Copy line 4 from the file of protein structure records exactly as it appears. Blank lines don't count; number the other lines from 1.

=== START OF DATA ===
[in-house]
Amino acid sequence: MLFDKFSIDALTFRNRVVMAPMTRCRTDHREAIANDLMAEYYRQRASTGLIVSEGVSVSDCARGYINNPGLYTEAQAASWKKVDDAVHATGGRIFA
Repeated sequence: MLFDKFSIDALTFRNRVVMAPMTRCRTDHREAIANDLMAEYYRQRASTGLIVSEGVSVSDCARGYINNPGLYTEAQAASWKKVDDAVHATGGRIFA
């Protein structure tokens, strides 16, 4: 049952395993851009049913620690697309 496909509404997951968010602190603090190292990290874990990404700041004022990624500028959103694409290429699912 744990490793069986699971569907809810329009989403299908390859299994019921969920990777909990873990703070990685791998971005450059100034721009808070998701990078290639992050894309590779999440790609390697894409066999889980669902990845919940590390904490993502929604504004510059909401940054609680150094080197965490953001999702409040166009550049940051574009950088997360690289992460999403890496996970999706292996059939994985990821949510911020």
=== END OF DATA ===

């Protein structure tokens, strides 16, 4: 049952395993851009049913620690697309 496909509404997951968010602190603090190292990290874990990404700041004022990624500028959103694409290429699912 744990490793069986699971569907809810329009989403299908390859299994019921969920990777909990873990703070990685791998971005450059100034721009808070998701990078290639992050894309590779999440790609390697894409066999889980669902990845919940590390904490993502929604504004510059909401940054609680150094080197965490953001999702409040166009550049940051574009950088997360690289992460999403890496996970999706292996059939994985990821949510911020």